In Scheme, on the other hand, there's a difference between `((foo 2) 3)` and `(foo 2 3)`. Scheme distinguishes between unary functions that return unary functions and binary functions. For our seminar purposes, it will be easiest if you confine yourself to unary functions in Scheme as much as possible.
+### Recursive let ###
 Additionally, as said above, Scheme is very sensitive to parentheses and whenever you want a function applied to any number of arguments, you need to wrap the function and its arguments in a parentheses.
+Given all these tools, we're (almost) in a position to define functions like the `factorial` and `length` functions we defined in class.
+Here's an attempt to define the `factorial` function:
What "sequencing" is and isn't

+`let`
+ `factorial match` λ `n. if n == 0 then 1 else n * factorial (n1)`
+`in factorial`
We mentioned before the idea that computation is a sequencing of some changes. I said we'd be discussing (fragments of, and in some cases, entire) languages that have no native notion of change.
+or, using `case`:
Neither do they have any useful notion of sequencing. But what this would be takes some care to identify.
+`let`
+ `factorial match` λ `n. case n of 0 then 1; _ then n * factorial (n  1) end`
+`in factorial`
First off, the mere concatenation of expressions isn't what we mean by sequencing. Concatenation of expressions is how you build syntactically complex expressions out of simpler ones. The complex expressions often express a computation where a function is applied to one (or more) arguments,
+But there's a problem here. What value does `factorial` have when evaluating the expression `factorial (n  1)`?
Second, the kind of rebinding we called "shadowing" doesn't involve any changes or sequencing. All the precedence facts about that kind of rebinding are just consequences of the compound syntactic structures in which it occurs.
+As we said in class, the natural precedent for this with nonfunction variables would go something like this:
Third, the kinds of bindings we see in:
+ let
+ x match 0;
+ y match x + 1;
+ x match x + 1;
+ z match 2 * x
+ in (y, z)
 (define foo A)
 (foo 2)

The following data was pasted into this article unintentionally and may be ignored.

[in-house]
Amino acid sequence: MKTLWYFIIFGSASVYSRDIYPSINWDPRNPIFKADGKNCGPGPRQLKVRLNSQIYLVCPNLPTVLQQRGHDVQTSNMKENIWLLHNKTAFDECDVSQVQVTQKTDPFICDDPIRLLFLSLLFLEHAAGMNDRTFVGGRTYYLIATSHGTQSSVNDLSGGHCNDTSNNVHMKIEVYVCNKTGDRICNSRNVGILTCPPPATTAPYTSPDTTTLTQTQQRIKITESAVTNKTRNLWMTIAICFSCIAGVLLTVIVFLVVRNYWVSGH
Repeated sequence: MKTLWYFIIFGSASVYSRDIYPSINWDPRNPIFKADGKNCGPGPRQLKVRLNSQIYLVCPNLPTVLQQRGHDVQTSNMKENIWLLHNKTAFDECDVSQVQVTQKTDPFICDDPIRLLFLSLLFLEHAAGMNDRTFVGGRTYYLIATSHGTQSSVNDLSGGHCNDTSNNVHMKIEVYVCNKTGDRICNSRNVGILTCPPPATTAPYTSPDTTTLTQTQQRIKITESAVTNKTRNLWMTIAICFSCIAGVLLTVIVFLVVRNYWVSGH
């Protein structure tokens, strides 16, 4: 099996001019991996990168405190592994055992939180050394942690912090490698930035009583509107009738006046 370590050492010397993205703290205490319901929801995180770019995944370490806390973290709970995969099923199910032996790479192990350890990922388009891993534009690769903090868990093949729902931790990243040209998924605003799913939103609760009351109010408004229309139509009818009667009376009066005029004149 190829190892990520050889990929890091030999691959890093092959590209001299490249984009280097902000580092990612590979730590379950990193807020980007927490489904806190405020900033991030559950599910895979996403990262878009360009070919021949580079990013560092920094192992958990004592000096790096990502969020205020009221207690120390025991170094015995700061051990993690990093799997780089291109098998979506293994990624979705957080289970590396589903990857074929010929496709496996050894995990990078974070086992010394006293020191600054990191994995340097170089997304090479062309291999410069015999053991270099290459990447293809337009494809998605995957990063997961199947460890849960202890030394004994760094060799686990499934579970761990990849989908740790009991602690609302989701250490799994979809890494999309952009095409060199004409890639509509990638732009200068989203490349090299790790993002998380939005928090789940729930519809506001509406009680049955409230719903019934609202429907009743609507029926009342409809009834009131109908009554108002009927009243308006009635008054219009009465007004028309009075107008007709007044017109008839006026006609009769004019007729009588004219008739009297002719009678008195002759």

+We'd expect this to evaluate to `(1, 2)`, and indeed it does. That's because the `x` in the `x + 1` on the righthand side of the third binding (`x match x + 1`) is evaluated under the scope of the first binding, of `x` to `0`.
Or even:
+We should expect the `factorial` variable in the righthand side of our attempted definition to behave the same way. It will evaluate to whatever value it has before reaching this `let`expression. We actually haven't said what is the result of trying to evaluate unbound variables, as in:
 (define foo A)
 (define foo B)
 (foo 2)
+ let
+ x match y + 0
+ in x
don't involve any changes or sequencing in the sense we're trying to identify. As we said, these programs are just syntactic variants of (single) compound syntactic structures involving "let"s and "lambda"s.
+Let's agree not to do that. We can consider such expressions only under the implied understanding that they are parts of larger expressions that assign a value to `y`, as for example in:
Since Scheme and OCaml also do permit imperatival constructions, they do have syntax for genuine sequencing. In Scheme it looks like this:
+ let
+ y match 1
+ in let
+ x match y + 0
+ in x
 (begin A B C)
+Hence, let's understand our attempted definition of `factorial` to be part of such a larger expression:
In OCaml it looks like this:
+`let`
+ `factorial match` λ `n. n`
+`in let`
+ `factorial match` λ `n. case n of 0 then 1; _ then n * factorial (n  1) end`
+`in factorial 4`
 begin A; B; C end